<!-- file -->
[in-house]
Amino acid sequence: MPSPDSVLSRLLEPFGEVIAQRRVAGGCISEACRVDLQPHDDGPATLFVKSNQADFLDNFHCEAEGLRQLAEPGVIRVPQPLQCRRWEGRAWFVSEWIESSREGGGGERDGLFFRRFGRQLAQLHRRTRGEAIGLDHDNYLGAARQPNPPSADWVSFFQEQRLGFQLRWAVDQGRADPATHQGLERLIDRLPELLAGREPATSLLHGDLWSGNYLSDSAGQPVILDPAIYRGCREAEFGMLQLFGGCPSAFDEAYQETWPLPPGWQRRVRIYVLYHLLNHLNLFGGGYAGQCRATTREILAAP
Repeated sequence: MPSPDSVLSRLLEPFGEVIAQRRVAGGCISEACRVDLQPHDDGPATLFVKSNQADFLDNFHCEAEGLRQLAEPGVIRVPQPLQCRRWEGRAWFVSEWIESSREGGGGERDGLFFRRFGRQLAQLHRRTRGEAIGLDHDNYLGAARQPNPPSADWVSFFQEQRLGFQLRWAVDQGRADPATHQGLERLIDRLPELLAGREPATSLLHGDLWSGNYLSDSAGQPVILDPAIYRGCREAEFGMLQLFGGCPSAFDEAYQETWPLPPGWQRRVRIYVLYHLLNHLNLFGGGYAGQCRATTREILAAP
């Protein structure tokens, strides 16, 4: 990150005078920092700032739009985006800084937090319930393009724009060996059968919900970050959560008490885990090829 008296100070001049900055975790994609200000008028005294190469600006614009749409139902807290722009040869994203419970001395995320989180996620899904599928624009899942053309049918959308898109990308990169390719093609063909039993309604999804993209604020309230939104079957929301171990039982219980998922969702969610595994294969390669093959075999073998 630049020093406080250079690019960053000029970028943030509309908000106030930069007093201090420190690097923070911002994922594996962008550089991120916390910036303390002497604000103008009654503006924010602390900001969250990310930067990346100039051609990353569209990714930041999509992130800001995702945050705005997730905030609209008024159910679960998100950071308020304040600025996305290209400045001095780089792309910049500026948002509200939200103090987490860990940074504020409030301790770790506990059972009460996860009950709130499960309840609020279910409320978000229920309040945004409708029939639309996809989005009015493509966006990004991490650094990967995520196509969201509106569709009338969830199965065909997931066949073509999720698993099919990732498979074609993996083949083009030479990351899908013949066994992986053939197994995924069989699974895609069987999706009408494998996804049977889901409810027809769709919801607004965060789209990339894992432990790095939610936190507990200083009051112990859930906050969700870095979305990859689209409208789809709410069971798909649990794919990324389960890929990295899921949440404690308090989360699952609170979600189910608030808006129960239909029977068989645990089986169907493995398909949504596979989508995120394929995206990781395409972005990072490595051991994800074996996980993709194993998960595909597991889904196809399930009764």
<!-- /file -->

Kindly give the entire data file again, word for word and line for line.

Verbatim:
[in-house]
Amino acid sequence: MPSPDSVLSRLLEPFGEVIAQRRVAGGCISEACRVDLQPHDDGPATLFVKSNQADFLDNFHCEAEGLRQLAEPGVIRVPQPLQCRRWEGRAWFVSEWIESSREGGGGERDGLFFRRFGRQLAQLHRRTRGEAIGLDHDNYLGAARQPNPPSADWVSFFQEQRLGFQLRWAVDQGRADPATHQGLERLIDRLPELLAGREPATSLLHGDLWSGNYLSDSAGQPVILDPAIYRGCREAEFGMLQLFGGCPSAFDEAYQETWPLPPGWQRRVRIYVLYHLLNHLNLFGGGYAGQCRATTREILAAP
Repeated sequence: MPSPDSVLSRLLEPFGEVIAQRRVAGGCISEACRVDLQPHDDGPATLFVKSNQADFLDNFHCEAEGLRQLAEPGVIRVPQPLQCRRWEGRAWFVSEWIESSREGGGGERDGLFFRRFGRQLAQLHRRTRGEAIGLDHDNYLGAARQPNPPSADWVSFFQEQRLGFQLRWAVDQGRADPATHQGLERLIDRLPELLAGREPATSLLHGDLWSGNYLSDSAGQPVILDPAIYRGCREAEFGMLQLFGGCPSAFDEAYQETWPLPPGWQRRVRIYVLYHLLNHLNLFGGGYAGQCRATTREILAAP
């Protein structure tokens, strides 16, 4: 990150005078920092700032739009985006800084937090319930393009724009060996059968919900970050959560008490885990090829 008296100070001049900055975790994609200000008028005294190469600006614009749409139902807290722009040869994203419970001395995320989180996620899904599928624009899942053309049918959308898109990308990169390719093609063909039993309604999804993209604020309230939104079957929301171990039982219980998922969702969610595994294969390669093959075999073998 630049020093406080250079690019960053000029970028943030509309908000106030930069007093201090420190690097923070911002994922594996962008550089991120916390910036303390002497604000103008009654503006924010602390900001969250990310930067990346100039051609990353569209990714930041999509992130800001995702945050705005997730905030609209008024159910679960998100950071308020304040600025996305290209400045001095780089792309910049500026948002509200939200103090987490860990940074504020409030301790770790506990059972009460996860009950709130499960309840609020279910409320978000229920309040945004409708029939639309996809989005009015493509966006990004991490650094990967995520196509969201509106569709009338969830199965065909997931066949073509999720698993099919990732498979074609993996083949083009030479990351899908013949066994992986053939197994995924069989699974895609069987999706009408494998996804049977889901409810027809769709919801607004965060789209990339894992432990790095939610936190507990200083009051112990859930906050969700870095979305990859689209409208789809709410069971798909649990794919990324389960890929990295899921949440404690308090989360699952609170979600189910608030808006129960239909029977068989645990089986169907493995398909949504596979989508995120394929995206990781395409972005990072490595051991994800074996996980993709194993998960595909597991889904196809399930009764």